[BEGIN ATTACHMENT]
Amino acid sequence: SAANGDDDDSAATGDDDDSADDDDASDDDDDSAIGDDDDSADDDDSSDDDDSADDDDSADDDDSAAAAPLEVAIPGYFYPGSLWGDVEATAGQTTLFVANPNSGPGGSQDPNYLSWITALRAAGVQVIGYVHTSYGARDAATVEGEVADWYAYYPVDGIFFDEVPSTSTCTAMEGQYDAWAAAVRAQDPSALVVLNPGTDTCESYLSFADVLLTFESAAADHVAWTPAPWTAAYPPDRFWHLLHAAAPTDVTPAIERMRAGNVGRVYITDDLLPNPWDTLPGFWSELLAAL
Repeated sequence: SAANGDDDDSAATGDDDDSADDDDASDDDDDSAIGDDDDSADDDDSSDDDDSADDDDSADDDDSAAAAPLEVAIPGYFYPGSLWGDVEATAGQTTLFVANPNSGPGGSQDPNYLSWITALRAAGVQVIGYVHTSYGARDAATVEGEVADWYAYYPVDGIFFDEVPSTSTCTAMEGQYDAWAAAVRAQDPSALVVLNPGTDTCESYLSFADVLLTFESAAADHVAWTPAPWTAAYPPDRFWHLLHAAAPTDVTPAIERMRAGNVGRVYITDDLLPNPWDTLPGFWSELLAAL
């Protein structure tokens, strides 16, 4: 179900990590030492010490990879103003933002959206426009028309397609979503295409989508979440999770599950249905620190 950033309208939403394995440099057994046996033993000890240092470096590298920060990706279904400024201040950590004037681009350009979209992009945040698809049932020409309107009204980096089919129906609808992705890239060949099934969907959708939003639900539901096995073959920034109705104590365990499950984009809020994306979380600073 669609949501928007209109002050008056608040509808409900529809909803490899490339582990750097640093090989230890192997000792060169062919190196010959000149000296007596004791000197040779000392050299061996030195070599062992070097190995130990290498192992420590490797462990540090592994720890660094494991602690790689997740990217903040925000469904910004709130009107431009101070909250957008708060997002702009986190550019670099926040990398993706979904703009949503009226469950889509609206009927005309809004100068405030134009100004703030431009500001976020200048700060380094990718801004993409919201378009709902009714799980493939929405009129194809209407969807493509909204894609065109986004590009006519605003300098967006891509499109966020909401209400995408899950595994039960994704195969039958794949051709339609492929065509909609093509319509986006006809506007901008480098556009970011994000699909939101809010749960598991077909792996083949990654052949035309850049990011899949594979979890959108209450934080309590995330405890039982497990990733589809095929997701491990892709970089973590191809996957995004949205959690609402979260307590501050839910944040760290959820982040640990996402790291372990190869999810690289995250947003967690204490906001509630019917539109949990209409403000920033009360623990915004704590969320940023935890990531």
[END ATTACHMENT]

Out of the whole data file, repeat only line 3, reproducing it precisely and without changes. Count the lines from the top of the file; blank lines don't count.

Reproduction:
């Protein structure tokens, strides 16, 4: 179900990590030492010490990879103003933002959206426009028309397609979503295409989508979440999770599950249905620190 950033309208939403394995440099057994046996033993000890240092470096590298920060990706279904400024201040950590004037681009350009979209992009945040698809049932020409309107009204980096089919129906609808992705890239060949099934969907959708939003639900539901096995073959920034109705104590365990499950984009809020994306979380600073 669609949501928007209109002050008056608040509808409900529809909803490899490339582990750097640093090989230890192997000792060169062919190196010959000149000296007596004791000197040779000392050299061996030195070599062992070097190995130990290498192992420590490797462990540090592994720890660094494991602690790689997740990217903040925000469904910004709130009107431009101070909250957008708060997002702009986190550019670099926040990398993706979904703009949503009226469950889509609206009927005309809004100068405030134009100004703030431009500001976020200048700060380094990718801004993409919201378009709902009714799980493939929405009129194809209407969807493509909204894609065109986004590009006519605003300098967006891509499109966020909401209400995408899950595994039960994704195969039958794949051709339609492929065509909609093509319509986006006809506007901008480098556009970011994000699909939101809010749960598991077909792996083949990654052949035309850049990011899949594979979890959108209450934080309590995330405890039982497990990733589809095929997701491990892709970089973590191809996957995004949205959690609402979260307590501050839910944040760290959820982040640990996402790291372990190869999810690289995250947003967690204490906001509630019917539109949990209409403000920033009360623990915004704590969320940023935890990531």